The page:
Punisher Co-Creator Gerry Conway Blasts Cops Who Wear the Vigilante's Logo

Comic book writer Gerry Conway -- co-creator of Marvel Comics' Punisher -- has explained in no uncertain terms how he feels about police officers wearing the character's infamous skull logo.

Conway took to Twitter to blast members of law enforcement who wear the murderous vigilante's logo in an official capacity (i.e. when on duty). The writer's comments were prompted by a Gizmodo report detailing an altercation at a community oversight meeting in Dallas, during which a police officer was seen sporting a Dallas Police Department baseball cap adorned with a Punisher skull.

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"Any 'cop' who wears a Punisher logo in his official capacity is identifying law enforcement with an outlaw," Conway wrote. "These 'cops' are a disgrace to serious police officers everywhere. They show an imbecilic level of irresponsibility and should be fired immediately."

Conway created Frank Castle/the Punisher alongside artists John Romita Sr. and Ross Andru, with the character making his first appearance in 1974's Amazing Spider-Man #129. While Frank started out as an out-and-out antagonist, he soon evolved into an anti-hero, with various comic books chronicling his violent battle against the criminal underworld.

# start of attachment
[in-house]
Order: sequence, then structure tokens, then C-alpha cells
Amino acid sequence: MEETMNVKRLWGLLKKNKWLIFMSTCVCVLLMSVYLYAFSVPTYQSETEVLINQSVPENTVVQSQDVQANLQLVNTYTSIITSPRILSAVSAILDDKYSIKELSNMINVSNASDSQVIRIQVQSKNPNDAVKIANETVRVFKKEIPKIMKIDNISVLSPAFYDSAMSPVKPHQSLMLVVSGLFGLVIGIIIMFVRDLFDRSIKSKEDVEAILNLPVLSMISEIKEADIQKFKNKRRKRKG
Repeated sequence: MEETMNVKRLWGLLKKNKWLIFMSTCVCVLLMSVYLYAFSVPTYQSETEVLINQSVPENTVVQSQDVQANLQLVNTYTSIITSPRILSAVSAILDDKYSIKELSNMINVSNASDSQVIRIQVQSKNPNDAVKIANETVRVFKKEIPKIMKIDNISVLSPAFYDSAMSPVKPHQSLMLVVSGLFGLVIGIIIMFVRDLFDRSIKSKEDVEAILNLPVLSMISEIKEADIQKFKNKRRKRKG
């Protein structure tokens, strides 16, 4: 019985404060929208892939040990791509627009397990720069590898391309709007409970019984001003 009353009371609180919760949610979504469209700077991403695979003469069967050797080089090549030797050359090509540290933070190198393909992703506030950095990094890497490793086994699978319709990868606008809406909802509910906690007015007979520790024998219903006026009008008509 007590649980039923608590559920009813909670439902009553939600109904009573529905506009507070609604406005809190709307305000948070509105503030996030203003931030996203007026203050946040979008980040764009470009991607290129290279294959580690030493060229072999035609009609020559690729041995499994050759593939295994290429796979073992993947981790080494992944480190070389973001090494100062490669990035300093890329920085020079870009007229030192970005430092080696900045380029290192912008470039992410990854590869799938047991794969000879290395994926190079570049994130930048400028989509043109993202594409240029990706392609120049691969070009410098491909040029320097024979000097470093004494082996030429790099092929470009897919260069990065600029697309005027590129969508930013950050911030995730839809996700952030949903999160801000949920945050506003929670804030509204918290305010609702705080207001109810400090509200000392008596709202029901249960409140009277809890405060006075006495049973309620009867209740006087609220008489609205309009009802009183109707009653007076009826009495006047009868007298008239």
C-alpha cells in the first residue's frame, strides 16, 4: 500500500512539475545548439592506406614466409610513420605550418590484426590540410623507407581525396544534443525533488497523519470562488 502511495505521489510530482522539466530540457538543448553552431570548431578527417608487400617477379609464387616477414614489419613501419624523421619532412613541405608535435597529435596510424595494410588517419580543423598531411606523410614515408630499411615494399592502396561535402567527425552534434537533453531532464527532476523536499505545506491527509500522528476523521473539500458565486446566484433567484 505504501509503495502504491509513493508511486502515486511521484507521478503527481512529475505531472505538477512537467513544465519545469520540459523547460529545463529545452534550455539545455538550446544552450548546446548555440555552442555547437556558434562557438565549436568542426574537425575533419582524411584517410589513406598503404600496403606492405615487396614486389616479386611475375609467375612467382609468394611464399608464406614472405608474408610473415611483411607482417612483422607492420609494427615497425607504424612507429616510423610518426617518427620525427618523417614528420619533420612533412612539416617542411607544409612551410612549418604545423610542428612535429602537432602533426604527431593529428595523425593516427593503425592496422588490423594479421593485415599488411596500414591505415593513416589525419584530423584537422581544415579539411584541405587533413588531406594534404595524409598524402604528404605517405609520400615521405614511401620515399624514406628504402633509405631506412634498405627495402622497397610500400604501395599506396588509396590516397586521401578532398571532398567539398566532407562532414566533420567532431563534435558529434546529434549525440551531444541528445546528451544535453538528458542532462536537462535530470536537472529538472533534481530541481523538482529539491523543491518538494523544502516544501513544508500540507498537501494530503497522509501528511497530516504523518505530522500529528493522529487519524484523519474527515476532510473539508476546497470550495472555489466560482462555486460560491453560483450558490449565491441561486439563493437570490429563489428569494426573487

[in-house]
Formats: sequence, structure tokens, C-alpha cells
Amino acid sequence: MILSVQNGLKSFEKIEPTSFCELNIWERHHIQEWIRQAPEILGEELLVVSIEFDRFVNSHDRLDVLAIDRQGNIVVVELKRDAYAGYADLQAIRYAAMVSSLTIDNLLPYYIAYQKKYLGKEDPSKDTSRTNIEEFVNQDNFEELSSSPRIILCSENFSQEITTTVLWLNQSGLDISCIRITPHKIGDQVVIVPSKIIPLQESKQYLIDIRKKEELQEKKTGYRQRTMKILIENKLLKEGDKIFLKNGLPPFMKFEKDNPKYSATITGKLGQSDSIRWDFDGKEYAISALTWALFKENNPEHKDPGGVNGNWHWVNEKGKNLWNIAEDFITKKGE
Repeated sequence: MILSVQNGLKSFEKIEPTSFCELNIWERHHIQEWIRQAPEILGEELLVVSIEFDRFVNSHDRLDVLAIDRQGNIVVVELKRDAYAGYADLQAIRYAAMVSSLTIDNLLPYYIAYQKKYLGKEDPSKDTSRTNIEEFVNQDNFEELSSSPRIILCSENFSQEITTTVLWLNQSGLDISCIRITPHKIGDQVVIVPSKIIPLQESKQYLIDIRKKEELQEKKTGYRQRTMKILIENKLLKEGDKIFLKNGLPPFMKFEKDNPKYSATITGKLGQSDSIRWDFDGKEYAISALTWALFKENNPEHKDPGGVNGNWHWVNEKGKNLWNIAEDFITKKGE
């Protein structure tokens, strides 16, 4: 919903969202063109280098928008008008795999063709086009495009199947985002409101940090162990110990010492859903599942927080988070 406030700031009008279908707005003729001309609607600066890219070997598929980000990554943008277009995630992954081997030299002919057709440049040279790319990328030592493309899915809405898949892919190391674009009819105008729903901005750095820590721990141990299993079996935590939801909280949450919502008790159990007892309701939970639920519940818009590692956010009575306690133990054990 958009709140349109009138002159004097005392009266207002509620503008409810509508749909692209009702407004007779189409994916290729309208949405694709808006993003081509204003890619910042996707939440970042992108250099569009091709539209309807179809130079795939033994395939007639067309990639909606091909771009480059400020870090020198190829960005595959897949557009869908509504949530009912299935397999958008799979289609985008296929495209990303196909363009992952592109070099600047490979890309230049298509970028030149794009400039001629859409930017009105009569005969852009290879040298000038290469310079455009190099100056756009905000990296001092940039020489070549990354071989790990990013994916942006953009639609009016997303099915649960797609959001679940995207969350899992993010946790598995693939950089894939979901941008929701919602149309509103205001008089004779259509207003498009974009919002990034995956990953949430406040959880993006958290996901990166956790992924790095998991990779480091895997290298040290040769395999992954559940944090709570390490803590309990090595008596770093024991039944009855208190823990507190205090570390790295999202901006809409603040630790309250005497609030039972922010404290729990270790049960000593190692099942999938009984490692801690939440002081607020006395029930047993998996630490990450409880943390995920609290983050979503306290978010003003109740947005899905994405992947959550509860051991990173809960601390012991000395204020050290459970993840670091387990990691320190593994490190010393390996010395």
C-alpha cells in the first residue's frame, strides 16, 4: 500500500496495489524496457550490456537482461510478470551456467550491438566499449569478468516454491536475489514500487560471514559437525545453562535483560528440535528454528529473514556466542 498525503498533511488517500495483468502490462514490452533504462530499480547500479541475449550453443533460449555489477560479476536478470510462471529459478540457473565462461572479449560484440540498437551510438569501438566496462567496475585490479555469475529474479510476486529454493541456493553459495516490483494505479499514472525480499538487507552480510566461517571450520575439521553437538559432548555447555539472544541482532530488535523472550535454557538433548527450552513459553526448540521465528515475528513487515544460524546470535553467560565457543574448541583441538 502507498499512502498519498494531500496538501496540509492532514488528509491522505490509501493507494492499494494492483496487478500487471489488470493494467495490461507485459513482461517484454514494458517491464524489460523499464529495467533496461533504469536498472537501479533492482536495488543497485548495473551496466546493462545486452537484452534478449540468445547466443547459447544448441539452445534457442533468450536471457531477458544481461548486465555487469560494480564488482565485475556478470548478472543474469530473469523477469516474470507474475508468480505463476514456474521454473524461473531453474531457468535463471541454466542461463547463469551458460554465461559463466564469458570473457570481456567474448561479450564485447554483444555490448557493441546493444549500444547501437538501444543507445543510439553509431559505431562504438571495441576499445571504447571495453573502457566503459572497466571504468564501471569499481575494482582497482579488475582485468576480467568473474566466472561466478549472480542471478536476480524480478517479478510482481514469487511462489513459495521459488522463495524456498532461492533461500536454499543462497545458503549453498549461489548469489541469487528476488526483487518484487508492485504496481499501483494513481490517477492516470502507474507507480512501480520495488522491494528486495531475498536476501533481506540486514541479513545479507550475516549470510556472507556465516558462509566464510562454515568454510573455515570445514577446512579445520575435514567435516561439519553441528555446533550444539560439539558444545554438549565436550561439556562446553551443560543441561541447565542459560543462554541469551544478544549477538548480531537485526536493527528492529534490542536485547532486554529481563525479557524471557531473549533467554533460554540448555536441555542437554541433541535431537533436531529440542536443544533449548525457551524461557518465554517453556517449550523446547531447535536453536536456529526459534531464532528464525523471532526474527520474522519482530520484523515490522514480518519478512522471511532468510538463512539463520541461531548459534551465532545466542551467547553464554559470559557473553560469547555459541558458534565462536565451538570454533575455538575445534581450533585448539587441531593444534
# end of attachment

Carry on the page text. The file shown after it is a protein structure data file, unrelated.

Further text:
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Over the years, the iconic skull symbol Frank sports as the Punisher has controversially been adopted by various law enforcement officers and military personnel. The controversy stems from the fact that while Frank is an ex-Marine who has made it his mission to rid the streets of crime, he is still -- at the end of the day -- an unwell man with absolutely no qualms about killing anyone he feels deserves to die. The controversy is especially pertinent this day and age, given increased scrutiny regarding police officers' use of lethal force.

Marvel Comics itself has acknowledged this discourse. A recent issue of the current Punisher solo title saw Frank Castle chastising a group of police officers for wearing his symbol, telling them that he is not someone they should be idolizing. This sentiment is evidently shared by the writer who helped bring the character to life in the first place.

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